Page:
Order of the Good Write

That Magic Feeling When the Words Flow. A Blog by Debi Rotmil


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How To Not Care About What Others Think

MC as Bruce FH

Trust your instincts, Kid.  You don’t need to twist yourself in knots trying to impress people who are not worthy of you. Got it?”

~ Bruce Bechdel,  Fun Home The Musical

I’ve just had a little shade thrown my way today from someone I see everyday yet don’t have much interaction with.

The fact I’m writing about this would imply that I’m bothered by it. Of course it irks me. But it’s not my problem.

Yet, I find this weirdness prompts a really good opportunity for a writer’s pep talk.

(See how strange energy inspires some good?)

I don’t twist myself into knots to please. I pay respect to those around me and do my best despite how people perceive it. Their perception is their choice, not mine.

When you’re writing and feeling stuck, these thoughts tend to pervade our minds and halt the creative flow.

What will my family think if I write this?

Do these passages read well?

Who will give a damn about what I have to say?

Who will throw me shade by not buying my work or acknowledging it some way – not because I want self gratification or praise – but because I want to know I’m reaching people?

If you want to keep writing – don’t care what others are going to think.

Don’t twist yourself into knots giving a damn how your work is being perceived.

It doesn’t matter if your writing is going to disturb someone in the marketplace. Think of the iconoclasts who paved the way for incredible creation: David Bowie, The Beatles, Lou Reed, Iggy Pop, The Ramones, Martin Luther King, Jr, Richard Branson, Steve Jobs or Nina Simone.

They rattled walls. They pissed off people who didn’t matter. They inspired and fortified the ones who do.

For me, this person doesn’t matter, despite the momentary bother I feel. One day soon, I will move on to another experience, another opportunity, and she will only matter in the lesson I obtain from her.

She will have taught me not care when I have so much more going for me. My world doesn’t align with hers. That doesn’t make me less than her.

You aren’t tied down to anything or anyone who isn’t a loved one.

People like this teach you to keep creating your life. And if you’re a writer, they teach you to write without judging your work, without letting weird vibes and self doubt deter you from what really matters to you – your goal, whatever that may be.

Keep writing despite the negativity you think you feel. It’s not your business to listen. It’s your business to go with your gut instinct. It’s your duty to bring something exceptionally and amazingly cool into the world.

Don’t be in the shade of someone that doesn’t give you power. Let them deal with their lives, and allow yourself to flourish in yours. Listen to Lisa Kron’s words through the voice of Bruce Bechdel in ‘Fun Home’. Be true to yourself – not others.

If you know the story of Bruce, you’ll know he sadly didn’t take his own advice.  He did not live in his authenticity and suffered greatly with the notion of how people would think of him if he lived in his truth. (Although, to be fair, he may not have understood what that truth was.)  His suffering and hiding became his undoing. He died never knowing how to be himself. His story is also a lesson to us all.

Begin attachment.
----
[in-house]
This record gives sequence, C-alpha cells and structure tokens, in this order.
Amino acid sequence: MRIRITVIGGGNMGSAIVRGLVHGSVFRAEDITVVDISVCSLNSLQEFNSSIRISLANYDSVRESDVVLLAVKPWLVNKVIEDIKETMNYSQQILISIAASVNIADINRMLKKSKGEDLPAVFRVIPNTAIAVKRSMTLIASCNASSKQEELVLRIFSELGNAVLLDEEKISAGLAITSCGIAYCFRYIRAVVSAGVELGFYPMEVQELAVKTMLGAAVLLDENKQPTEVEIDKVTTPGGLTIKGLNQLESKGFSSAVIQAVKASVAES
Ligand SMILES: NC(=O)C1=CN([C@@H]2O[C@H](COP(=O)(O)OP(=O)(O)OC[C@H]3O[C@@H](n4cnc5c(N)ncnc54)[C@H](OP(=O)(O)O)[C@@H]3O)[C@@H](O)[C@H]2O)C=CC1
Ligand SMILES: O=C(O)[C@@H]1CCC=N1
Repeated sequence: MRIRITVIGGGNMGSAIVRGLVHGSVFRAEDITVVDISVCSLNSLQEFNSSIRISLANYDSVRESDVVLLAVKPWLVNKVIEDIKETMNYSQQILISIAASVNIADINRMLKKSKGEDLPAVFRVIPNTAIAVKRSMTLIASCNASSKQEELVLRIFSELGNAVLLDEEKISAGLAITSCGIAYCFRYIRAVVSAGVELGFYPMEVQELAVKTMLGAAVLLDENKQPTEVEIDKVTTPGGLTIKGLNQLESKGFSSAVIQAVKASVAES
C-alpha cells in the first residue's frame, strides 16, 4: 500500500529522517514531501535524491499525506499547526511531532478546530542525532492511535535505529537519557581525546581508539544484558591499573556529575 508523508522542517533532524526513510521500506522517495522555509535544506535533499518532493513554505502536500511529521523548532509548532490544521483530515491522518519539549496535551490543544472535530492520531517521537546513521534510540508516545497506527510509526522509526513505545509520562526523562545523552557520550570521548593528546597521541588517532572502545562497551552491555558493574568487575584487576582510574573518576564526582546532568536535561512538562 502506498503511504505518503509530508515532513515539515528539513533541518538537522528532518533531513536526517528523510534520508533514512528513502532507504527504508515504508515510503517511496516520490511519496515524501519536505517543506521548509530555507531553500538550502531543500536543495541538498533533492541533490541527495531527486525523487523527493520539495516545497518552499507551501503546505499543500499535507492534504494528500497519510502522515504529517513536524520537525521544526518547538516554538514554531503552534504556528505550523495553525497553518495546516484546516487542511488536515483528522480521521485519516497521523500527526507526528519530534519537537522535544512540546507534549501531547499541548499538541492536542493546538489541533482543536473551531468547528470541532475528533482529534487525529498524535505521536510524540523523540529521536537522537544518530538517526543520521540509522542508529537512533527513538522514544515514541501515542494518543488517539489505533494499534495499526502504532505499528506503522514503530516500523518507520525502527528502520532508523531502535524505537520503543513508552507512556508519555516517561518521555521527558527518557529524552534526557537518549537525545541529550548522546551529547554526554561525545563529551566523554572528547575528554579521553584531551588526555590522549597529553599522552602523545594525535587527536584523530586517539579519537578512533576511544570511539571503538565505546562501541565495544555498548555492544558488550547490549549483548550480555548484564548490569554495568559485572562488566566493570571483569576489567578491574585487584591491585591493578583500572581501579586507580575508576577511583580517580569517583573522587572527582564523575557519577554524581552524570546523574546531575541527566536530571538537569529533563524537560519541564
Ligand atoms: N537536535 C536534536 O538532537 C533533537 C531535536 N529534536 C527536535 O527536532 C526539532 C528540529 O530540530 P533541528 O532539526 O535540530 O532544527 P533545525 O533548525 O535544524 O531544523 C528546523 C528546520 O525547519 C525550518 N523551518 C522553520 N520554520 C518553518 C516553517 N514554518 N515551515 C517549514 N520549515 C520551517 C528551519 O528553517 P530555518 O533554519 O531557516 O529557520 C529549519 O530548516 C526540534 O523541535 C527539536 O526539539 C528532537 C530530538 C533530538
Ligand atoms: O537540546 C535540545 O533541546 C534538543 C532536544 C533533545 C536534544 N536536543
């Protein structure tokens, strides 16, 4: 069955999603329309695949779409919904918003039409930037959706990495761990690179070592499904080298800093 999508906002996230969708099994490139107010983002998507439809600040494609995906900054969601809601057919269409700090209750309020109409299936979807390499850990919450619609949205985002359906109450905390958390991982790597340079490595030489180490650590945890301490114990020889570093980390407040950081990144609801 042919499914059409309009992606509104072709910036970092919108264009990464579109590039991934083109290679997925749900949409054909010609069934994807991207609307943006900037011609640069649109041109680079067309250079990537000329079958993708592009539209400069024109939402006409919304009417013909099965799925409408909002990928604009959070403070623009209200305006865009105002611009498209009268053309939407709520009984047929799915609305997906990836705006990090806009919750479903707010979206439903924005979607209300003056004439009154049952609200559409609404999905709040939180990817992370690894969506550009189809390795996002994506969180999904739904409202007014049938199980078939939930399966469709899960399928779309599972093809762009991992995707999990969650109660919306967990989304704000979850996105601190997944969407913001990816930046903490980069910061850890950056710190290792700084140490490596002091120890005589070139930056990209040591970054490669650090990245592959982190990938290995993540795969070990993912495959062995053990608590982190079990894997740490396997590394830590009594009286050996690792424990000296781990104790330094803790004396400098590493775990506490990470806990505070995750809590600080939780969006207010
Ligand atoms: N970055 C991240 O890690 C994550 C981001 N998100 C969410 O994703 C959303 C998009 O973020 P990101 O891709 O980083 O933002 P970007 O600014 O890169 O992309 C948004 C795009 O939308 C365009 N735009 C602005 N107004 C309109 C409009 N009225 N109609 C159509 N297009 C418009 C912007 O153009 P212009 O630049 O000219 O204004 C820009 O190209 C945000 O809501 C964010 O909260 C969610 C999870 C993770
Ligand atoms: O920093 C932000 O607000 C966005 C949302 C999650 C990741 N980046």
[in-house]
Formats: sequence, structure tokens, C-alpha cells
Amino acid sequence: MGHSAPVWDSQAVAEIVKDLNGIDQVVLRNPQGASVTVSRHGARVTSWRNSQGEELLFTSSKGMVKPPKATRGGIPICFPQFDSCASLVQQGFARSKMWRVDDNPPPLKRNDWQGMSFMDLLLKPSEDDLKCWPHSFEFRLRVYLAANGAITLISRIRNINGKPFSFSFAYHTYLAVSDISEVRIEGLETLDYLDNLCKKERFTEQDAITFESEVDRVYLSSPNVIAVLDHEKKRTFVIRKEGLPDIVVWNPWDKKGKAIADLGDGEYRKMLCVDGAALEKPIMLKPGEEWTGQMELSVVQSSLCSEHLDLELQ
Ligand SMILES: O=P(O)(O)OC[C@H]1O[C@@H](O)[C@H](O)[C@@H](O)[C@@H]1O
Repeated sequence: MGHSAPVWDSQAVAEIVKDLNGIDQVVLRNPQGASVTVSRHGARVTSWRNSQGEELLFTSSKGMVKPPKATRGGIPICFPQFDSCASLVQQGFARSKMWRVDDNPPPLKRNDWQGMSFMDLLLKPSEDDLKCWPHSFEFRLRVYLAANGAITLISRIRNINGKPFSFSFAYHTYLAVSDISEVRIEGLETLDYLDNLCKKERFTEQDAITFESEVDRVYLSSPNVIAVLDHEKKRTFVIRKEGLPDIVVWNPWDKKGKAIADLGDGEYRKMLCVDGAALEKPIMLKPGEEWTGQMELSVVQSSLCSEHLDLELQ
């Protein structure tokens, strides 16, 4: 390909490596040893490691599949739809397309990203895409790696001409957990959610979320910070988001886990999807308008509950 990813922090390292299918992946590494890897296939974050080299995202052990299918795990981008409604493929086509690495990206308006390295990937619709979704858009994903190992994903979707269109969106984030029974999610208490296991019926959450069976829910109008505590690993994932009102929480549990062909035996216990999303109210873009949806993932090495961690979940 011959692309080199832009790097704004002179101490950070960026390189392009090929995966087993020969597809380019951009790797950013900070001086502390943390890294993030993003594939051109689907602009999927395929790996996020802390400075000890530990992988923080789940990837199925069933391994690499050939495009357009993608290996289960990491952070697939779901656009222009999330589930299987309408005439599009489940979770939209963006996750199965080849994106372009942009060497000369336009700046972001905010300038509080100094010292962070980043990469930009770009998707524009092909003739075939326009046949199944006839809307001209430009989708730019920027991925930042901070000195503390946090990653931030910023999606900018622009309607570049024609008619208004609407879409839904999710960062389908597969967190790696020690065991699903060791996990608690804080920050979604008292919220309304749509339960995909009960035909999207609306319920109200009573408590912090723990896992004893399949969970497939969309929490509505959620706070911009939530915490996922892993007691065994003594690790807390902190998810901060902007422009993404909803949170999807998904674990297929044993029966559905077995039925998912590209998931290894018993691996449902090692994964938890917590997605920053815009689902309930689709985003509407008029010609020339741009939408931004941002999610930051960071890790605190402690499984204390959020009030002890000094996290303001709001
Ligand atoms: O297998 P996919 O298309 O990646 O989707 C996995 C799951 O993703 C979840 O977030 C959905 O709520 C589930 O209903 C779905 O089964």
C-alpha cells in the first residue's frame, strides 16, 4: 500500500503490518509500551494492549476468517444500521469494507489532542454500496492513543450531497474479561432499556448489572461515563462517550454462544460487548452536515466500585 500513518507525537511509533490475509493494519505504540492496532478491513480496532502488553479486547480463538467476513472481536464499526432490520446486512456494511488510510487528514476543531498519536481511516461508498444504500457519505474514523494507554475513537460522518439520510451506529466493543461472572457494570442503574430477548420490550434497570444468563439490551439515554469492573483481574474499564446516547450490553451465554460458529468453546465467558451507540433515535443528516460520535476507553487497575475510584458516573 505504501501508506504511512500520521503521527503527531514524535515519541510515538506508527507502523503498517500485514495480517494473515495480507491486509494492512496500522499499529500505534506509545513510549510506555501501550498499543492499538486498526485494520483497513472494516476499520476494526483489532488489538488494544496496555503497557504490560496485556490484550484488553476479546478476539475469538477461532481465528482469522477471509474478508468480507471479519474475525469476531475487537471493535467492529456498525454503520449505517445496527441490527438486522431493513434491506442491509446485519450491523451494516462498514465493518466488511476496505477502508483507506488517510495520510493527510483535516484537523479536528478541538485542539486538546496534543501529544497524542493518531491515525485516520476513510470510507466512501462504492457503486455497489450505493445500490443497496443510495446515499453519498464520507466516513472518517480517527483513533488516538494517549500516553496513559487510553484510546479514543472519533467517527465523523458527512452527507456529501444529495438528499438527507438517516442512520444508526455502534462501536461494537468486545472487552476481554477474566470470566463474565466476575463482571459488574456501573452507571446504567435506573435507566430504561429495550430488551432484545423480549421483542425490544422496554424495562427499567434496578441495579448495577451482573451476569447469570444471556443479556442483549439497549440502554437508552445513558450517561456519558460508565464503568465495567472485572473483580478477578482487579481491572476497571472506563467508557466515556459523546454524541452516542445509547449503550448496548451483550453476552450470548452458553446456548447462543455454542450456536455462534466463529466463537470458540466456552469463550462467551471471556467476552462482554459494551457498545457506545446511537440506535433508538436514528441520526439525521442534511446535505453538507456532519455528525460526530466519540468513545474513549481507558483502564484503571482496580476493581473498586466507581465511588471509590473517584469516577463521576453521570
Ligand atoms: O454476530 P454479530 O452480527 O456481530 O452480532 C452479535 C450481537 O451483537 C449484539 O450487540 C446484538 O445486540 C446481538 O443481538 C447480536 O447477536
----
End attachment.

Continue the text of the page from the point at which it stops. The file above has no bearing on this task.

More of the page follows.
Don’t try to impress people who are not worthy of you.

Be a Bowie. Break down a wall.


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Fathers and Goodbyes

robinw1yrI don’t like to celebrate death days. Birthdays of the deceased are to be cheered as the day a particular soul we loved was given to us. But on this day last year, a person we admired did something some of us – especially in the comedy world – have contemplated. It’s a seed in the human mind – the idea of taking one’s own life – that has made Hamlet and Macbeth wonder aloud if this fucking life is worth living. “Life’s but a walking shadow…”

But the truth is – I’ve already written more on this post on Williams’ one year anniversary of shuffling off this mortal coil than I did on his birthday. The fact he took his own life made us face suicide directly and the pain that lurks beyond a person’s persona.

One year ago today, a man who was a dad and a famous comedian, took his own life. He made us laugh. He made us weep. Mr. Robin was the clown who danced on the edges of the world, lived in the side vision of many who thought he’d always be there…dancing…riffing…twinkling.

Williams’ death also makes me think of Bruce Bechdel, the father of Alison Bechdel, writer of the graphic novel “Fun Home” – now a remarkable musical on Broadway. One month from today,  I will  see it in person on Circle in the Square after a summer of listening to the score and immersing myself in the story of a cartoonist stuck in her craft, looking backwards to the relationship with her father and his death, likely by suicide, or “an accident waiting to happen”.

Although my father died of natural causes at 83, the musical will undoubtedly bring me to my knees. Fathers and daughters. Our stories are never told like this.

Also, one month from today is September 11th, and I don’ t have to tell you what that anniversary entails.

Here’s to the Bruces and the Robins of the world –  dads who lived in very different worlds, yet suffered horrendous internal conflicts.

Fathers and goodbyes. To all the dads we’ve lost, rest in peace.